Michelin Guide Shanghai 2018 unveiled: Ultraviolet joins three-star category, but where is the local cuisine?
French chef Paul Pairet’s immersive fine-dining establishment joins T’ang Court in the top category and four new restaurants get their first stars, but critics say there are not enough classic Shanghainese restaurants included
The restaurants to be included in the second Michelin Guide Shanghai were announced last week, with 30 establishments receiving at least one Michelin star (four more than last year) and a further 27 awarded Bib Gourmand status, or “good food at a reasonable price” (two more than last year).
As with last year’s inaugural list – Michelin’s first foray into China – the 2018 results have drawn both compliments and controversy.
The biggest news was the promotion of Ultraviolet, an immersive fine-dining restaurant from French chef Paul Pairet, from two stars to three, where it joins T’ang Court in the top category.
“We hoped we would get three Michelin stars, but it was [still] truly unexpected,” Pairet said. “I’m very proud of my team.”
Ultraviolet was the only restaurant from those starred in the 2017 edition to have its rating changed. Four new restaurants, however, made it into the one-star category: Wujie (The Bund), a vegetarian restaurant which moved up from the Bib Gourmand section; French restaurant Jean-Georges Shanghai from chef Jean-Georges Vongerichten; Yong Fu, which specialises in the cuisine of Ningbo in northeast Zhejiang province; and Bo Shanghai, by Hong Kong’s own “demon chef” Alvin Leung of Bo Innovation.
Critics, however, have complained that classic Shanghainese restaurants are under-represented, despite one more (Hao Sheng) making it into the 2018 guide’s Bib Gourmand section.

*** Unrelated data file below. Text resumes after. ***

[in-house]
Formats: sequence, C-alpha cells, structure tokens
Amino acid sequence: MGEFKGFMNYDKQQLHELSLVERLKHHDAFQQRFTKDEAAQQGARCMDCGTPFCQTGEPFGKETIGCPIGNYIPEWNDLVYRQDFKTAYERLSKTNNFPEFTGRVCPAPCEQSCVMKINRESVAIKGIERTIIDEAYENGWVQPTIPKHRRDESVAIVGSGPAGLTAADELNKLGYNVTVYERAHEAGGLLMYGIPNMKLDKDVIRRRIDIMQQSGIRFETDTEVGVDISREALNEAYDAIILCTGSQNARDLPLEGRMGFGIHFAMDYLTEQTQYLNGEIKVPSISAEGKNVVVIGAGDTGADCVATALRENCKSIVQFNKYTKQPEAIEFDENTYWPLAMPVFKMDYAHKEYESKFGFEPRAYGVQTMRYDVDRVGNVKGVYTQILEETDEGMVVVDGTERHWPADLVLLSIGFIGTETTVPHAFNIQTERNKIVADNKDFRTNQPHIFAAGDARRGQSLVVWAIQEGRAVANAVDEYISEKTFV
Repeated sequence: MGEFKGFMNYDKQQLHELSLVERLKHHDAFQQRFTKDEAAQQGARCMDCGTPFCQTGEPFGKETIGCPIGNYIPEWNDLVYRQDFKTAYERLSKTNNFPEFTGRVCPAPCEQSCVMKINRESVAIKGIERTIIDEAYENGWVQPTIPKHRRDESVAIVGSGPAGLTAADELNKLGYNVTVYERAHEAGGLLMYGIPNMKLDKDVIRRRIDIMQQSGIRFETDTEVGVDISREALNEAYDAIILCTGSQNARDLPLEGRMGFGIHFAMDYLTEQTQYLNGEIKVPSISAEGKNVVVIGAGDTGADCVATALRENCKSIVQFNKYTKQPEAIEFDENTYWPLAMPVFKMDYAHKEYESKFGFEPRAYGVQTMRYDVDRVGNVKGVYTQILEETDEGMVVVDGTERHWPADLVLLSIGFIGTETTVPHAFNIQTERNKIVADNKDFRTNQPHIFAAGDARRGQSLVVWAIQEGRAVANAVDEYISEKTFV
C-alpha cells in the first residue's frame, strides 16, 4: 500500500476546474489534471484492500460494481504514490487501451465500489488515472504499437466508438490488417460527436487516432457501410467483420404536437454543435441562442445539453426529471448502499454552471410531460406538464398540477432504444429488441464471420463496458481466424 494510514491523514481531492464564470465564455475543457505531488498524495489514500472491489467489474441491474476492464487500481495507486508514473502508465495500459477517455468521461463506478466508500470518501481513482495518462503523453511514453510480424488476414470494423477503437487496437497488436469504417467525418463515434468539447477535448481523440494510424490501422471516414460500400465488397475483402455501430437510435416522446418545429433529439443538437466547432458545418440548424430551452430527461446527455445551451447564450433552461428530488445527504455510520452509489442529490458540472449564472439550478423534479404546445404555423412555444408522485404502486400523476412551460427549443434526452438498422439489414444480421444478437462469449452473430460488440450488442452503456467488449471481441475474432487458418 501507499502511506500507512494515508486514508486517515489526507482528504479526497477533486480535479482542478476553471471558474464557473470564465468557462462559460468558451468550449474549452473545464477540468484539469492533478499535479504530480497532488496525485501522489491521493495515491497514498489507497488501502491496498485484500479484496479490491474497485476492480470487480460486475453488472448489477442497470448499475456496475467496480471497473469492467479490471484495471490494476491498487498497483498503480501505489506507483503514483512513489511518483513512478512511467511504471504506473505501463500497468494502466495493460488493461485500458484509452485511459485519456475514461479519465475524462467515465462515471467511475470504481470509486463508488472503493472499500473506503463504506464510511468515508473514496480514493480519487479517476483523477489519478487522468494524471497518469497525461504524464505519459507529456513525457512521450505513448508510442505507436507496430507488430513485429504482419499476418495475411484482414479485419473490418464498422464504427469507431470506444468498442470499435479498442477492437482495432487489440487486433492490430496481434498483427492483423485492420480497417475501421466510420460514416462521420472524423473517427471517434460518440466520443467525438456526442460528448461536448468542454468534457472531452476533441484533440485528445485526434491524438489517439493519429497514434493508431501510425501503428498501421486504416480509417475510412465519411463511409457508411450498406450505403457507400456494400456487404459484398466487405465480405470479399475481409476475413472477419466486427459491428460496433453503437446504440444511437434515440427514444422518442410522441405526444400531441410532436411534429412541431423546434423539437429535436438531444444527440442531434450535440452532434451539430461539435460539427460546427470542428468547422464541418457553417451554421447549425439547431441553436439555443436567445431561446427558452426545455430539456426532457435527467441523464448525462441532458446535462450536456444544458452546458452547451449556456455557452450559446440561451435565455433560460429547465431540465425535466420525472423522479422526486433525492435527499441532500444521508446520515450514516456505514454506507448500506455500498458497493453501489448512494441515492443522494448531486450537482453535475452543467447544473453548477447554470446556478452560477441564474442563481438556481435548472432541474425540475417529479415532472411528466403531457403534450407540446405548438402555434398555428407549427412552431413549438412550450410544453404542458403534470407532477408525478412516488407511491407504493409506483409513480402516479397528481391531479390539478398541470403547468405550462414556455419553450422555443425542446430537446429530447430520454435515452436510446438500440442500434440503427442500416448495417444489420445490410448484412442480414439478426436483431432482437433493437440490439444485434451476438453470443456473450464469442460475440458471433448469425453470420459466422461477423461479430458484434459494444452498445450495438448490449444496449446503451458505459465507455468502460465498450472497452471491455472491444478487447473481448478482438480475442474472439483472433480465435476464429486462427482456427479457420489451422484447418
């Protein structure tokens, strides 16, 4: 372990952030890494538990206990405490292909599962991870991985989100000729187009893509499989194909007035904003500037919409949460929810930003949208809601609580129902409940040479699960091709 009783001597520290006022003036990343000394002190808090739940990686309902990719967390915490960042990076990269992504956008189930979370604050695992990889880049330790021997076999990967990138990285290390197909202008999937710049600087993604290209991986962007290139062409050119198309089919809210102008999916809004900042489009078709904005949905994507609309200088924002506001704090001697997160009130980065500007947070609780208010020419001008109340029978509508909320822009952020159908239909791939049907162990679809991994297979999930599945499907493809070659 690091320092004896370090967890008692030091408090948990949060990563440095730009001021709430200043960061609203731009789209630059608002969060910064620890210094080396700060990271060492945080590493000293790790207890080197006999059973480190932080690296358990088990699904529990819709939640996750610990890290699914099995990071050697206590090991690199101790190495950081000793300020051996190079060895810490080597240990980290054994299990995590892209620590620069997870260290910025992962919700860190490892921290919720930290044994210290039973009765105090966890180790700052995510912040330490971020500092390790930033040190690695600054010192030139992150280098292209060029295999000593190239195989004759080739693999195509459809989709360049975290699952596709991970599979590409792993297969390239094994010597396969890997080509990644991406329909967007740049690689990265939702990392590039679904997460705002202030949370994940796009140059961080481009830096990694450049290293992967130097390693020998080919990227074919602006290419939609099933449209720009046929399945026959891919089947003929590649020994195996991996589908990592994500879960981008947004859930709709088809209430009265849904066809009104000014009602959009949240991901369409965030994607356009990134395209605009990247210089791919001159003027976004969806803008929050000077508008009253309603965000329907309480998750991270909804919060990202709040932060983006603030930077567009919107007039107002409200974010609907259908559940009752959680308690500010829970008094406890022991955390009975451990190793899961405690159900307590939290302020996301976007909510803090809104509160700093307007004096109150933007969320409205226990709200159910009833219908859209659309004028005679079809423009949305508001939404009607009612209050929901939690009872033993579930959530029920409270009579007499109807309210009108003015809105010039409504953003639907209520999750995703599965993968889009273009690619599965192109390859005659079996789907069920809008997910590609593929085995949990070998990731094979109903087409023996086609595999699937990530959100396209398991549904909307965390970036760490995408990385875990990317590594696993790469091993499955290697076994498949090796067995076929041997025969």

Food blogger Yuenong Lu says that several Shanghainese restaurants deserve to be on the list, particularly Xindalu – China Kitchen at Hyatt on the Bund; Gui Hua Lou at the Pudong Shangri-La; and all of the Fu restaurants (Fu 1015, Fu 1039, Fu 1088) on or around Yu Yuan Road.
“What if visitors think the restaurants [serving] Shanghainese cuisine are not good enough [because they’re not in] the guide?” Lu says.
Still, he points out, these restaurants can take it as an opportunity to improve. “It would be better for us to realise how many [of them] can reach the standards of the guide.”
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It is clear that Michelin gives certain restaurants on the list something to strive for. Take Wujie, for example. After The Bund branch – one of four Wujie restaurants in Shanghai – was listed as a Bib Gourmand in the 2017 guide, the owners decided they wanted to take it to the next level.
Manager Cheryl Lin says they invited Marcelo Ballardin from the one-star Oak restaurant in Gent, Belgium, to be guest chef at Wujie, where he taught the chefs how to use herbs, be more creative with ingredients, and improve presentation. Meanwhile, Sidney Schutte from the two-star Librije’s Zusje in Amsterdam visited Wujie in January this year to teach how to pair wine with vegetarian dishes (until March, Wujie did not serve alcohol).
“We choose the best ingredients and dishes and [give the best] service that we can,” Lin says. “The budgets are rising, but it’s worth it. Lots of guests from overseas have left wonderful comments on social media about our innovative Chinese vegetarian dishes, and they’re happy to learn about special Chinese ingredients.”
New one-star entrant Bo Shanghai has only been open for about a year. Unlike Bo Innovation in Hong Kong, which has three stars and whose “X-treme Chinese cuisine” focuses on nostalgic Hong Kong dishes, Alvin Leung’s food at Bo Shanghai plays tribute to the eight classic Chinese cuisines while using French and Italian techniques.
Because he didn’t grow up in mainland China, Leung says “inspiration requires a bit of research on my side”. He looks for information online and makes regular visits to other areas of the country.
Unfortunately, not everyone understands that he is using different cuisines as inspiration, rather than trying to reproduce classic dishes.
“Sometimes there are guests who come from one of the eight provinces who comment that the taste is not the same as what they enjoy in their hometown,” Leung says.